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Daily News Blog

Archive for the 'Forestry' Category


16
May

Oregon Officials Finalize Restrictions on Bayer’s Tree-Killing Herbicide, Stop Short of a Full Ban

(Beyond Pesticides, May 16, 2019)  Use of the tree-killing herbicide aminocyclopyrachlor (ACP) is now restricted in Oregon, according to rulemaking finalized last week by the state’s department of agriculture (ODA). While an important step in the right direction, many environmentalists are perplexed by the state’s decision not to proceed with a ban on all uses of the inherently toxic chemical, which has killed thousands of old-growth pine trees along state scenic highways. Over five thousand comments from Oregonians and concerned individuals across the country urged ODA to scrap its convoluted proposed rule and simply eliminate the chemical from state commerce. While advocates will continue to urge ODA to completely eliminate ACP use, the current restrictions did not come without a fight. Public meetings were attended by representatives from the chemical’s manufacturer, Bayer. The company strongly opposed any restrictions on its product, and acted to delay the original implementation date for ODA’s rule. Oregon had intended to finalize the rule in late March. “We were pretty much set to file the final paperwork,” said Oregon pesticide program manager Rose Kachadoorian to The Bulletin. But through the work of its corporate lawyers, Bayer was able to track down an arcane Oregon law that […]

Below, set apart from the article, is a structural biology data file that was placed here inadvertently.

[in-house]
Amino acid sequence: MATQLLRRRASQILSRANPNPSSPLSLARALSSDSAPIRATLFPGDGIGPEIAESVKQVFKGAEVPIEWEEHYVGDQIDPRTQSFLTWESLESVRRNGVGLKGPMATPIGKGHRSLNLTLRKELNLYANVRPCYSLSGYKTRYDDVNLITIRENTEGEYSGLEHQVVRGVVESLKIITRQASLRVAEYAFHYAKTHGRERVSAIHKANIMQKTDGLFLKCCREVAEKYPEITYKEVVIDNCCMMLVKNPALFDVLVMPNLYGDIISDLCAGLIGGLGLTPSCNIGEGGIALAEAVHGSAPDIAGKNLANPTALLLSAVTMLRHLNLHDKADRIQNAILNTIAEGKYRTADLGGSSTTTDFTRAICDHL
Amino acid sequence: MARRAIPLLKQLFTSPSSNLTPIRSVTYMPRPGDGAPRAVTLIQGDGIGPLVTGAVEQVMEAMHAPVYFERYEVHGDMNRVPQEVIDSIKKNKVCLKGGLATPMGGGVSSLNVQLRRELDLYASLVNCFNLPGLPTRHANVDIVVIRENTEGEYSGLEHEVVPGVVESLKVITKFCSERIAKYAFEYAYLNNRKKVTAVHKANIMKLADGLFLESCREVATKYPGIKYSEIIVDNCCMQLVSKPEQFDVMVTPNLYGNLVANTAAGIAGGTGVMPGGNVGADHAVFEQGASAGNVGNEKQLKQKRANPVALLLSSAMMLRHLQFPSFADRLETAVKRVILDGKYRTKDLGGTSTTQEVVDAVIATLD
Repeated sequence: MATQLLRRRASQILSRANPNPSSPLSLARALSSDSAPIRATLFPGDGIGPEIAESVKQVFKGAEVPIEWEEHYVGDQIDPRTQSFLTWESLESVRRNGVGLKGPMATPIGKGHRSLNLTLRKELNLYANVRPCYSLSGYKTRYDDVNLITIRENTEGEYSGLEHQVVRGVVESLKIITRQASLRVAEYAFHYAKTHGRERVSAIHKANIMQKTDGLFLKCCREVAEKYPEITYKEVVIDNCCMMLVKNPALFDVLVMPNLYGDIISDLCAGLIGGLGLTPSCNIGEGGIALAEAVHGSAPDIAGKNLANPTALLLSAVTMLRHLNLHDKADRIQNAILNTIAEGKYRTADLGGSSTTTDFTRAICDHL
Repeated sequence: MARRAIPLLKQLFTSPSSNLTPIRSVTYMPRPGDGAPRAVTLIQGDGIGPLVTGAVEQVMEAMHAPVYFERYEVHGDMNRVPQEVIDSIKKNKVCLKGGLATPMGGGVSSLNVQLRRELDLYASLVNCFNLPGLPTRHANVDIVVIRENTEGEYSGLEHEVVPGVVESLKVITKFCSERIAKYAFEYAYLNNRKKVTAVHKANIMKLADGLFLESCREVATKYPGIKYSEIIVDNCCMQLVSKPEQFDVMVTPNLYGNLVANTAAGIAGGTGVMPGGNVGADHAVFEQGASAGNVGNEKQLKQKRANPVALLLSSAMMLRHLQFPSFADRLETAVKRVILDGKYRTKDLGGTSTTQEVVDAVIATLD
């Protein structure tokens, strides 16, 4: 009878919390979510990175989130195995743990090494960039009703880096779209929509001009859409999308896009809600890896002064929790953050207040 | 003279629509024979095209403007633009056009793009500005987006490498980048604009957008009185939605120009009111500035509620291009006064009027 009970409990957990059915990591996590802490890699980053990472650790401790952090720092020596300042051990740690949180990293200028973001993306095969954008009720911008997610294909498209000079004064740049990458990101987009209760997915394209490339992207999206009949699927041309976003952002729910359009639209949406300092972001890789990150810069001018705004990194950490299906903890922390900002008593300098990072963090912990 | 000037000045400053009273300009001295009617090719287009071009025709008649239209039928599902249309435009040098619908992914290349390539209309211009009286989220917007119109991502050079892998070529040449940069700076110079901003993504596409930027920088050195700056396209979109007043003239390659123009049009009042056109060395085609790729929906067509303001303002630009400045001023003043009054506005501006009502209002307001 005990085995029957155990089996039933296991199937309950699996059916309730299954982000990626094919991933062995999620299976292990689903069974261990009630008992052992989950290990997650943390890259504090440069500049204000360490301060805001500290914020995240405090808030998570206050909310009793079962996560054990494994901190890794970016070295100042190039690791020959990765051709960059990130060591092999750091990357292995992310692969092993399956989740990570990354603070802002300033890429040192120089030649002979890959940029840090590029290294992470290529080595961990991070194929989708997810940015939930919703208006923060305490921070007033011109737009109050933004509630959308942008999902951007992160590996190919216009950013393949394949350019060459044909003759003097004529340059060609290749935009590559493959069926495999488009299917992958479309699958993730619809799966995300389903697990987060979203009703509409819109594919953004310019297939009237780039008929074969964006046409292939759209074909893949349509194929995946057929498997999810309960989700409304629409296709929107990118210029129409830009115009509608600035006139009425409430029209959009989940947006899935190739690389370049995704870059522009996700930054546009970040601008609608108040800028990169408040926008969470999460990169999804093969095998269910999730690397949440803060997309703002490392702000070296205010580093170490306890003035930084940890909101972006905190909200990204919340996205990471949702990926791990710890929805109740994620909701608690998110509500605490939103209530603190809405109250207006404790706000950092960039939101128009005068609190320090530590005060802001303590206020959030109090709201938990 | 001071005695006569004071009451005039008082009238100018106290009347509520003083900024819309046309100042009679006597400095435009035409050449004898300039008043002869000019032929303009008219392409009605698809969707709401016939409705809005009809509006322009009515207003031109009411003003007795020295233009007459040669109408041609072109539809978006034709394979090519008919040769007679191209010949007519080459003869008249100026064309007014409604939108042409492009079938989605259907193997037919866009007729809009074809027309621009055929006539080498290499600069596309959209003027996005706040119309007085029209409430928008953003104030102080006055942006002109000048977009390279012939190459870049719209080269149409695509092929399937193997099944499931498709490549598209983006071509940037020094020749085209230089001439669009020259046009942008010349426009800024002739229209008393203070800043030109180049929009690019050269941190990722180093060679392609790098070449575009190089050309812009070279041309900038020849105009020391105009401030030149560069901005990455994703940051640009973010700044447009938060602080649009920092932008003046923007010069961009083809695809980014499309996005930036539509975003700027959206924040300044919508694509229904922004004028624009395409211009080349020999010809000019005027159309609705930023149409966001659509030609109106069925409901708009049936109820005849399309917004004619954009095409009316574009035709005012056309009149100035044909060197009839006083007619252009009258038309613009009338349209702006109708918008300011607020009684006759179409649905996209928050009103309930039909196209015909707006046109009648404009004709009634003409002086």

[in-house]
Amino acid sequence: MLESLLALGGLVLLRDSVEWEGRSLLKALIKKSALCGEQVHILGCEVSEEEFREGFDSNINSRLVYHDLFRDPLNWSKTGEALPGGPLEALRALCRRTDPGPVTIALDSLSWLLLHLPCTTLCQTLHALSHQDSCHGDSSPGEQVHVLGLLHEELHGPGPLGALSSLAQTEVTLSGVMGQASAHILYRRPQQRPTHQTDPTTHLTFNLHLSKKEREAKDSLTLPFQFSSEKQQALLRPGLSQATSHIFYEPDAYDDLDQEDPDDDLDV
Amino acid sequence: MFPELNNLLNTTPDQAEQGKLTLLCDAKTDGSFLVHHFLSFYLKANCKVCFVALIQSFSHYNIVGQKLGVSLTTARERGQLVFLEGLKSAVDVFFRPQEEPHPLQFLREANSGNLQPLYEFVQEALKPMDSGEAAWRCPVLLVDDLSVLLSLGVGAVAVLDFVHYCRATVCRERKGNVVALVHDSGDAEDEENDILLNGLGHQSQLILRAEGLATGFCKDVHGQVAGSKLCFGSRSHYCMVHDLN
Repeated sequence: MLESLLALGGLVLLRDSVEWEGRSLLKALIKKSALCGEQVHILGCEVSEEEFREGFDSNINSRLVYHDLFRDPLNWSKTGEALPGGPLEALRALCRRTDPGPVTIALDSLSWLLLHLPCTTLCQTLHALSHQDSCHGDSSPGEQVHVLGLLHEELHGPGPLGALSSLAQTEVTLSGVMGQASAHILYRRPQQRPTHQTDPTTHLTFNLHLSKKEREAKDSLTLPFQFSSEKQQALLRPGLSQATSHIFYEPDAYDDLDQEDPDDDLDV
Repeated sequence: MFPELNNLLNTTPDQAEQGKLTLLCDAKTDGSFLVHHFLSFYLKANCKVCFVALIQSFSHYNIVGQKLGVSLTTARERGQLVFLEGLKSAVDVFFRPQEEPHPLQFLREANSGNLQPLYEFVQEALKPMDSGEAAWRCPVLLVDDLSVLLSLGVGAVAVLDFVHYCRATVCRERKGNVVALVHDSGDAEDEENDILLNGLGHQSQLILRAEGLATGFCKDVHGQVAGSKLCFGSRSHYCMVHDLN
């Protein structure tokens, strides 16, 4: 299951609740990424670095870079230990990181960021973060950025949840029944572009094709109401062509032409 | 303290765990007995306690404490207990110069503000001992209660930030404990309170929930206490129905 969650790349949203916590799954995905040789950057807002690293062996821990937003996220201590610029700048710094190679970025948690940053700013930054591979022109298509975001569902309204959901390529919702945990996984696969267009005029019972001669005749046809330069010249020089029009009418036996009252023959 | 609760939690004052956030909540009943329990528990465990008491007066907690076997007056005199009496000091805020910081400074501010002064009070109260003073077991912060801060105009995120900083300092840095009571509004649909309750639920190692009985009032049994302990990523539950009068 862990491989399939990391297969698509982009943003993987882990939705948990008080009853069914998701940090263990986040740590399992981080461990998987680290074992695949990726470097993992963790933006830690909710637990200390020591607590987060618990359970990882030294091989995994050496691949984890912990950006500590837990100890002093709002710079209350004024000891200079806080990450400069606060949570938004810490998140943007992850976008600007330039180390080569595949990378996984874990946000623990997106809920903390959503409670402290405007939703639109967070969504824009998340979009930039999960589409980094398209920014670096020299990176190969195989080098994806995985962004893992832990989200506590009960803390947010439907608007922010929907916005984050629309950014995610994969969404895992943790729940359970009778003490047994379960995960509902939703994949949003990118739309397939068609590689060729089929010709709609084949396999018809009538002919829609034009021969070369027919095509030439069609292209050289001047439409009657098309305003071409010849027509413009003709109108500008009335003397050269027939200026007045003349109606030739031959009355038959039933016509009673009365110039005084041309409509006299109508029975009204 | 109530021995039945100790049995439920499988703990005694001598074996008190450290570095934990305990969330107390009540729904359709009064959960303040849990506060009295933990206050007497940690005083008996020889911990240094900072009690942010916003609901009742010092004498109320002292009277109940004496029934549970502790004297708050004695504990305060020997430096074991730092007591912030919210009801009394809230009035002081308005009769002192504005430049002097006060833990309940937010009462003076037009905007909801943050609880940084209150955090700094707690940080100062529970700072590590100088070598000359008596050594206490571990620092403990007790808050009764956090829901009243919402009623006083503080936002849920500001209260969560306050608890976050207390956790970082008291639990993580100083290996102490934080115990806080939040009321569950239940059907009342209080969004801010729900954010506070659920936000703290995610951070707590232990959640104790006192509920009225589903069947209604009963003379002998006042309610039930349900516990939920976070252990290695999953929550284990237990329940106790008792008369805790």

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05
Mar

Glyphosate Use in Forestry Drifts on Wild, Edible Plants, Leading to Lasting Contamination

(Beyond Pesticides, March 5, 2019) Wild, edible plants subject to drift from the herbicide glyphosate during forestry operations can be contaminated with the chemical an entire year after an initial application, according to a new study published in the Canadian Journal of Forest Research. Glyphosate is often used in forestry to knock down unwanted trees, shrubs, and other plants after clear-cutting to provide room for the regrowth of trees deemed valuable. However, this new research shows that “non-target” species, such as raspberries and blueberries, eaten by wildlife and sometimes wild foraged by humans can retain significant levels of glyphosate contamination due to drift and overspray. Forester Lisa Wood, PhD, from the University of Northern British Columbia began this research based on input and requests from Canadian indigenous First Nations communities. Back in 2013, shrubs foraged by traditional berry-pickers in northeastern British Columbia were sampled and found to contain glyphosate residues, leading to the need for a broader investigation. Dr. Wood sampled the roots and shoots of 10 plant species from an area that had been aerially sprayed with glyphosate a year prior as part of forestry operations to clear aspen and make room for coniferous re-plantings. The 10 plants, which […]

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